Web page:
Q: ‘Zanan’ has a reputation for being the strongest women’s magazine in Iran and you are deemed the most powerful editor-in-chief, what are the obstacles that you face?
A: The most difficult thing is related to the content of the magazine. The truth is the traditional view that surrounds women and their issues stems from a particular understanding of religion. For example, some believe that not all women’s issues should be addressed in newspapers and magazines. When we put them forward they complain. If the issue we are addressing is about laws related to women, they say ‘why have you spoken against the Shariah laws? Or, ‘why are you discussing sexual relations?’ In fact there are pressures on us when it comes to these issues and we cannot speak openly about them.
In terms of financial obstacles, ‘Zanan’ is under tremendous pressure. No one backs us financially. The Ministry of Guidance arrives once or twice to give us paper to print the magazine and it still charges us for it but at a slightly cheaper price than the duty free market. It doesn’t really offer anything to facilitate the situation for Iranian journalists, provisions that are available to journalists in other countries, such as reducing the telephone, electricity and communications bills and the office rent.
The other problem we face is that actors, actresses and film directors, for example, are able to travel easily to foreign countries and are able to receive prizes from abroad – but journalists are subjected to considerable restrictions in this domain and do not receive any international awards. This makes our situation worse. Day after day wages rise, the price of paper increases by double or more and the office rent is climbing. All this puts us in an incredibly compromising financial situation. I have had to sell my mobile phone and car to cover the expenses. I have also had to sell my house.
Q: What is your current financial situation?
A: Sometimes the situation is good and other times it’s not. But I cannot bear the thought of ‘Zanan’ closing down. As long as the authorities do not close it down, I won’t be the one to do so. If I were to close the magazine down I would feel as though I had buried my son alive.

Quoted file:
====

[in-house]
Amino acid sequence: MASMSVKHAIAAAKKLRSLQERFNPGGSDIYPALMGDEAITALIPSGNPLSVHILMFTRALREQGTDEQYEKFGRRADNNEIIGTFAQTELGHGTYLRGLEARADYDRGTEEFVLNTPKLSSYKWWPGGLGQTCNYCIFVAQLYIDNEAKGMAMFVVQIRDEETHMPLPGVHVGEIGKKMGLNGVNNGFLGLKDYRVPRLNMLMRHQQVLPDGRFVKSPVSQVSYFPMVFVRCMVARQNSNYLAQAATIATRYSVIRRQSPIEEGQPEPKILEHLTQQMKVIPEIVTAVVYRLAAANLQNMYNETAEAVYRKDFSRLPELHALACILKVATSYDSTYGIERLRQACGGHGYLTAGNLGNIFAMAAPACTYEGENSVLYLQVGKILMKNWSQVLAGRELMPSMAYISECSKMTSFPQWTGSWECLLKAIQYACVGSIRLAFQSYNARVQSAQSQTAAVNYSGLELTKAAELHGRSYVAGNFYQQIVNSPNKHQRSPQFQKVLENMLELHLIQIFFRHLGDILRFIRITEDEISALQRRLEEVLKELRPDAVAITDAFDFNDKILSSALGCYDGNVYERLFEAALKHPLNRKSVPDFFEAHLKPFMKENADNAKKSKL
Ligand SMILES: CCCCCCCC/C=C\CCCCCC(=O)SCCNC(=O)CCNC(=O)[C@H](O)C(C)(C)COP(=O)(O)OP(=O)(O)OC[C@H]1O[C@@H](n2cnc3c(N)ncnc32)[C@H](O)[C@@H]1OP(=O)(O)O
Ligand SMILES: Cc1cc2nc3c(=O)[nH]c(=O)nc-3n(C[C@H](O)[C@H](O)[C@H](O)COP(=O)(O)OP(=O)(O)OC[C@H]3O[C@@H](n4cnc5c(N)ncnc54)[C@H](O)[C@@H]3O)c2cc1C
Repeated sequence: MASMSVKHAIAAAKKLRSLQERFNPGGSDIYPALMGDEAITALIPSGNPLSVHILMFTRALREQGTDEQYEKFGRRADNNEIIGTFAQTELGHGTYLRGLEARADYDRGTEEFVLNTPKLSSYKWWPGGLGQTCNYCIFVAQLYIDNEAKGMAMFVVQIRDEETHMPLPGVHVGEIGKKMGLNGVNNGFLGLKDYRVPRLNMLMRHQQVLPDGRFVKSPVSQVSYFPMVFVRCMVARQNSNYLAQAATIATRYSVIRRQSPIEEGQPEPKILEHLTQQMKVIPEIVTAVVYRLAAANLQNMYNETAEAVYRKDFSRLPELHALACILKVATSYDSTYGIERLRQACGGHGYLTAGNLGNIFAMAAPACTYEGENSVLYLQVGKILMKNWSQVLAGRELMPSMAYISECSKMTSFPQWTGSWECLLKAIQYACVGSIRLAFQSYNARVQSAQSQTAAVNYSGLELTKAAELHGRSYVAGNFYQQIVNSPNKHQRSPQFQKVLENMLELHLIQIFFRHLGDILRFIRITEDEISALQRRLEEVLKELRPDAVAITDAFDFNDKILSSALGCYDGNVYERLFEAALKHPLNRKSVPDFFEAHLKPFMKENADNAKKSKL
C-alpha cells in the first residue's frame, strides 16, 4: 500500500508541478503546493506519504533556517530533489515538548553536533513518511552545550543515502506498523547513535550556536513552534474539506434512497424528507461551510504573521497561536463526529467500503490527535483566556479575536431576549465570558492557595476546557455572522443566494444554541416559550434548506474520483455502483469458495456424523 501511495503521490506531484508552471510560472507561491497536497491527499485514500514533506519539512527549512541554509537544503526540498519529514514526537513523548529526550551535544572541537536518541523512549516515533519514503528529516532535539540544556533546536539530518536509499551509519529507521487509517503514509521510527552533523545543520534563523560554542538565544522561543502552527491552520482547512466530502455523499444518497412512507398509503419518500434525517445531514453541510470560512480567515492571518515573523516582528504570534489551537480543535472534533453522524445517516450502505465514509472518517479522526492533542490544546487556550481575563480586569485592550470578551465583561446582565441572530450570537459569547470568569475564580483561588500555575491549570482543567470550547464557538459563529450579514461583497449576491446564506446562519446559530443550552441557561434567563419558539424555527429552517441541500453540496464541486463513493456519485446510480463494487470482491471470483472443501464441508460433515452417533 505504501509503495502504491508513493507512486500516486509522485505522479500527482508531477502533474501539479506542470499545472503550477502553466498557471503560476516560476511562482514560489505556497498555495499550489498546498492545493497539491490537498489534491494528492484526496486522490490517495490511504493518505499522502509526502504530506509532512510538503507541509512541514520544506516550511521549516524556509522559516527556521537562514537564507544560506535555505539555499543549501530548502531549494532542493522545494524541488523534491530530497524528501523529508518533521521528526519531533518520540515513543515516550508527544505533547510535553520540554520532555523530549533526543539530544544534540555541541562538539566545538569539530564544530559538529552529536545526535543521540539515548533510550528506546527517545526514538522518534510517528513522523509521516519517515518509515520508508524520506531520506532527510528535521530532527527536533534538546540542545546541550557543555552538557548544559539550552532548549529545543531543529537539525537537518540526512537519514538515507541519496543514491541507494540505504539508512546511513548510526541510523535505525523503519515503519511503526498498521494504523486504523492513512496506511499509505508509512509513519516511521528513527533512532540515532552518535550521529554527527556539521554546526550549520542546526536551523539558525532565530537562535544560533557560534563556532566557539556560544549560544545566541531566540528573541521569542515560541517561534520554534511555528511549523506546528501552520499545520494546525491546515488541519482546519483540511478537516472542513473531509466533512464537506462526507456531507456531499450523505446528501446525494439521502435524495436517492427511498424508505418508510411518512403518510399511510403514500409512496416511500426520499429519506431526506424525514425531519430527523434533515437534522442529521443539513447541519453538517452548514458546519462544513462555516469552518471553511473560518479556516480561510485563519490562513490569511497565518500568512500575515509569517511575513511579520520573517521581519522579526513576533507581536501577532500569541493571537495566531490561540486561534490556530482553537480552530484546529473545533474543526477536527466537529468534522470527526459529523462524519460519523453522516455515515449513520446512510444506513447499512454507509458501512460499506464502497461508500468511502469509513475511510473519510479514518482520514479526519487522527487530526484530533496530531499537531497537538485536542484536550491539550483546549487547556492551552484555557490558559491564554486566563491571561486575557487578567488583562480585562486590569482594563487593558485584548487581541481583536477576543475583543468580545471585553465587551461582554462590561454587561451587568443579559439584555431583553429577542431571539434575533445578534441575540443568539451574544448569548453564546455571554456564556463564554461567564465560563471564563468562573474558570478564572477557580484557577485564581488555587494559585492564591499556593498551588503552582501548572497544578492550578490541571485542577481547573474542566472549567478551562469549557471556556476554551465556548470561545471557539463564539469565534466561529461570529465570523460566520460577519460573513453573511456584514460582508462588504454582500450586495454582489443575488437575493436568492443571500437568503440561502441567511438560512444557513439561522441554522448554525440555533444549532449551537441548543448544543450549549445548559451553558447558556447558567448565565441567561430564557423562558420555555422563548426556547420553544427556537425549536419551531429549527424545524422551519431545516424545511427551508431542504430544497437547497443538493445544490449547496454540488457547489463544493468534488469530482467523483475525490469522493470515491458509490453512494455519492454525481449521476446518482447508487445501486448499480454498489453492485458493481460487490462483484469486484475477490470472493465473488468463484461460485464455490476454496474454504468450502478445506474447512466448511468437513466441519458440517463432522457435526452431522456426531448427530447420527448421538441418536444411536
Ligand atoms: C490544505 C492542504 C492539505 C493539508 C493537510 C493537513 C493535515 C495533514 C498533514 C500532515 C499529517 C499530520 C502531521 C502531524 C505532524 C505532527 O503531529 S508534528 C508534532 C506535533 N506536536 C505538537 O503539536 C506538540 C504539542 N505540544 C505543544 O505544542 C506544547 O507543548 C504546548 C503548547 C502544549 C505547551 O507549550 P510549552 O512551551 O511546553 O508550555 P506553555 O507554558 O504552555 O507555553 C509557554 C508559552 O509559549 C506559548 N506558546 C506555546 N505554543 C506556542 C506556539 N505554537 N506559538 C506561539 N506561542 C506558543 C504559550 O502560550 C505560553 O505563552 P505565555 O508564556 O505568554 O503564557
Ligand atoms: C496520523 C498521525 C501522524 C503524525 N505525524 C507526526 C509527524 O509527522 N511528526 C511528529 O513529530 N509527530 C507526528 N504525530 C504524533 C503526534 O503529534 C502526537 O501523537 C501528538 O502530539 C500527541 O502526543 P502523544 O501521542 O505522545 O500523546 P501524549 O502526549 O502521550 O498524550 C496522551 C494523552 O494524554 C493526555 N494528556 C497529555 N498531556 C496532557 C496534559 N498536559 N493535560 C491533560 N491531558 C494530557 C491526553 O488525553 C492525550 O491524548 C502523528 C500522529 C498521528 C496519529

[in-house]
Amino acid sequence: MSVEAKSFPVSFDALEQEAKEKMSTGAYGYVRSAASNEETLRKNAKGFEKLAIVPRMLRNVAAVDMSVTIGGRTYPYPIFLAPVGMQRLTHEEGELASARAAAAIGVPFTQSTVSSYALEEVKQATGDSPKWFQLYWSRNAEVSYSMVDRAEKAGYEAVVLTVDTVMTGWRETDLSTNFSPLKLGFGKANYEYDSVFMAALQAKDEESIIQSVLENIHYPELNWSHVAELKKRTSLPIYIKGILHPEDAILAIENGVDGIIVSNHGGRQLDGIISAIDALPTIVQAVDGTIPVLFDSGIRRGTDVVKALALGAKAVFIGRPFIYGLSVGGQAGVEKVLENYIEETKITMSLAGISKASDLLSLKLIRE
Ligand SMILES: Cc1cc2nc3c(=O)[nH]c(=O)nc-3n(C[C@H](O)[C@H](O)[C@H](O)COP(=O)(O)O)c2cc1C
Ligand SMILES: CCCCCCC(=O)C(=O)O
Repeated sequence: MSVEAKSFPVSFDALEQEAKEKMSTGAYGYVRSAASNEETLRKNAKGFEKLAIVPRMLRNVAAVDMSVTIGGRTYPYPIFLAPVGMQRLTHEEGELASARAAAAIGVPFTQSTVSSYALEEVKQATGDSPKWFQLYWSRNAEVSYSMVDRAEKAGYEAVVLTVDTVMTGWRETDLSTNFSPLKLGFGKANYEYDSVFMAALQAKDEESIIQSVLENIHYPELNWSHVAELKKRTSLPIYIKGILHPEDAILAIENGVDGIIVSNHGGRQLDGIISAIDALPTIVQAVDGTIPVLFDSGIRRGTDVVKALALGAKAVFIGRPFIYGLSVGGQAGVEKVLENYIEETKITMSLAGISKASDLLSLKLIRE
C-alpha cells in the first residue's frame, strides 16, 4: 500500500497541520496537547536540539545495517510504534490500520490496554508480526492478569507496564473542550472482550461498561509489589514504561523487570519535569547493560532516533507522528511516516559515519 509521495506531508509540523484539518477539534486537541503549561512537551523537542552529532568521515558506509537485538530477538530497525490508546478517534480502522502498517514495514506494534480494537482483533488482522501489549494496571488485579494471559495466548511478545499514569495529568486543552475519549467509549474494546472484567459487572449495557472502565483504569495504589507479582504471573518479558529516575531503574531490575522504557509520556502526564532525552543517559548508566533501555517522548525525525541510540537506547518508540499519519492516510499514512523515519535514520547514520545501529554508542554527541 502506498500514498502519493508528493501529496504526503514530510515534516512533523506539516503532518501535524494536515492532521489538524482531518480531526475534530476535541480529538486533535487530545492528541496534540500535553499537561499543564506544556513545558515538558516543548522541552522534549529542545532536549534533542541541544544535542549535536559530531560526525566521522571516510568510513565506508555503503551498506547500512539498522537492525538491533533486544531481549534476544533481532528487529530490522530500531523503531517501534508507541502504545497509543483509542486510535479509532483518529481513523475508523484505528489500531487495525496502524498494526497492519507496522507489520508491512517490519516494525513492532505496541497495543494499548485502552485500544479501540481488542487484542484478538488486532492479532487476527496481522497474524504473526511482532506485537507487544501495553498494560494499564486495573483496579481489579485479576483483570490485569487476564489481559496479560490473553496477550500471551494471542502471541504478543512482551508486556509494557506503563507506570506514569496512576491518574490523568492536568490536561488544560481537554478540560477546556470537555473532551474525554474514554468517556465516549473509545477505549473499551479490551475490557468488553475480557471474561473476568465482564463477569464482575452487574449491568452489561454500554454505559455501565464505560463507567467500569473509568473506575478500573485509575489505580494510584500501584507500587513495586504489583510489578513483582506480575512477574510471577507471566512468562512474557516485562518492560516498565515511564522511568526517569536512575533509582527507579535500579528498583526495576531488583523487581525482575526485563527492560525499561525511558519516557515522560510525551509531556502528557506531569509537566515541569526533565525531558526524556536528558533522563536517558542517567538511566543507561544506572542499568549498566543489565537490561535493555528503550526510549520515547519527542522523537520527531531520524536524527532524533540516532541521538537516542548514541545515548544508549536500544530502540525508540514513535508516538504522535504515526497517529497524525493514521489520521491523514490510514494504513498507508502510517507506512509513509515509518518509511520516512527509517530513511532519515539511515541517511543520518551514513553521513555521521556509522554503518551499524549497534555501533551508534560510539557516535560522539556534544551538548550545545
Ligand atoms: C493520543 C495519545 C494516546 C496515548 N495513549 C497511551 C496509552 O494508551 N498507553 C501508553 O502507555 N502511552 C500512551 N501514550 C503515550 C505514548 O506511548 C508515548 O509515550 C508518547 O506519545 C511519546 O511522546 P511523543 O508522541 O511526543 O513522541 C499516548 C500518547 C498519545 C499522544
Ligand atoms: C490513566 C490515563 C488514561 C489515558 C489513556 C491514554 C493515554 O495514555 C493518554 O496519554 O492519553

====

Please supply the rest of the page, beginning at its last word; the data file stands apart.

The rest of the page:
Q: I saw some men working in the magazine; do you employ a lot of male journalists in ‘Zanan’?
A: We only have three men working in the magazine; the majority is women for a number of reasons: first, it’s natural for women to better understand women’s problems and thus they are able to write better articles and analyses than the men. The second reason is that I personally prefer to hire women because they have less job opportunities than the men so it is better to give these positions to them.
Q: How many women’s magazines are there in Iran, and what is the difference between them and ‘Zanan’?
A: The number of magazines geared towards women in Iran could be counted on both hands – they are less than 10 in total. There are different kinds of women’s magazines: The first type is those that target women who have a basic education and can only read and write. These magazines are concerned with cooking and sewing or addressing some psychological problems amongst women. The second type is magazines that address family problems (violence, rape and poverty) and they tackle these problems in a superficial and sensationalist manner; what we call ‘yellow journalism’. They would usually publish a picture of a beautiful child, two or three years old, wearing makeup, or other images that have the tried-and-tested attraction features. These magazines attract ordinary people who buy them.
We at ‘Zanan’ try to approach issues differently; our headlines and articles require readers who at least hold a degree. Most of our readers hold high degrees and are integrated into the labor market or have their own businesses. Twenty five percent of ‘Zanan’s’ readers are men. It can be said that ‘Zanan’ is the most serious women’s magazine.
Q: Who are your competitors in the market?
A: Some of the magazines are affiliated to the conservative wing they have their issues and their readership, but I cannot call them competitors. They definitely work very hard. One is called ‘Beh Mazan’ (Women’s Message) and it is affiliated to the Hawza al Ilmiya [religious seminary] in Qom. There was another serious magazine, ‘Huquq Zanan’ (Women’s Rights) but it is no longer published.